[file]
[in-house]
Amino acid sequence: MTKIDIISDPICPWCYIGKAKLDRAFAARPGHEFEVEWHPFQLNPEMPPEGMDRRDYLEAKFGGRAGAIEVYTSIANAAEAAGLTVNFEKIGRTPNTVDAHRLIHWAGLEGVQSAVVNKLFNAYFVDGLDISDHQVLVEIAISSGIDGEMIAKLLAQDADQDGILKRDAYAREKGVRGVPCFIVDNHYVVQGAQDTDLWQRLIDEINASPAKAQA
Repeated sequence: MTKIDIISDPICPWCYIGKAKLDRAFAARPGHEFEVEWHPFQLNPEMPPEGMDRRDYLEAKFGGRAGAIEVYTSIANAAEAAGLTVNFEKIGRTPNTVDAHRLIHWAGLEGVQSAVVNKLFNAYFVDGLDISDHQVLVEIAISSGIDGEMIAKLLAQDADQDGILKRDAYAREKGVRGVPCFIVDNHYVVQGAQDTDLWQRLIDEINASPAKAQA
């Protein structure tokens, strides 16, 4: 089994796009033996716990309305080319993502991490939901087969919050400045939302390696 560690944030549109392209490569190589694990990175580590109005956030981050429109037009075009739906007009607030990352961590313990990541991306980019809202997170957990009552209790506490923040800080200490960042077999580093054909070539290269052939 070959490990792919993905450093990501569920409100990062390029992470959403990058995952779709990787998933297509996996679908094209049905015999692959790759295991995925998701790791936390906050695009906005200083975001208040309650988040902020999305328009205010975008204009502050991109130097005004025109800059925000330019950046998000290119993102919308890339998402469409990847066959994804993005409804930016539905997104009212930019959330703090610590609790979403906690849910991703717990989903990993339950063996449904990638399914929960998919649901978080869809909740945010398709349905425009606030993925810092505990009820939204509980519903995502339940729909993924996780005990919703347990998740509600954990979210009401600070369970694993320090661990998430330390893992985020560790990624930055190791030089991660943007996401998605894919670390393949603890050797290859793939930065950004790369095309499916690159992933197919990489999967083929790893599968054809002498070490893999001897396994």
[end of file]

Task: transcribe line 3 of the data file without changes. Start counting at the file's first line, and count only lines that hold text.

Repeated sequence: MTKIDIISDPICPWCYIGKAKLDRAFAARPGHEFEVEWHPFQLNPEMPPEGMDRRDYLEAKFGGRAGAIEVYTSIANAAEAAGLTVNFEKIGRTPNTVDAHRLIHWAGLEGVQSAVVNKLFNAYFVDGLDISDHQVLVEIAISSGIDGEMIAKLLAQDADQDGILKRDAYAREKGVRGVPCFIVDNHYVVQGAQDTDLWQRLIDEINASPAKAQA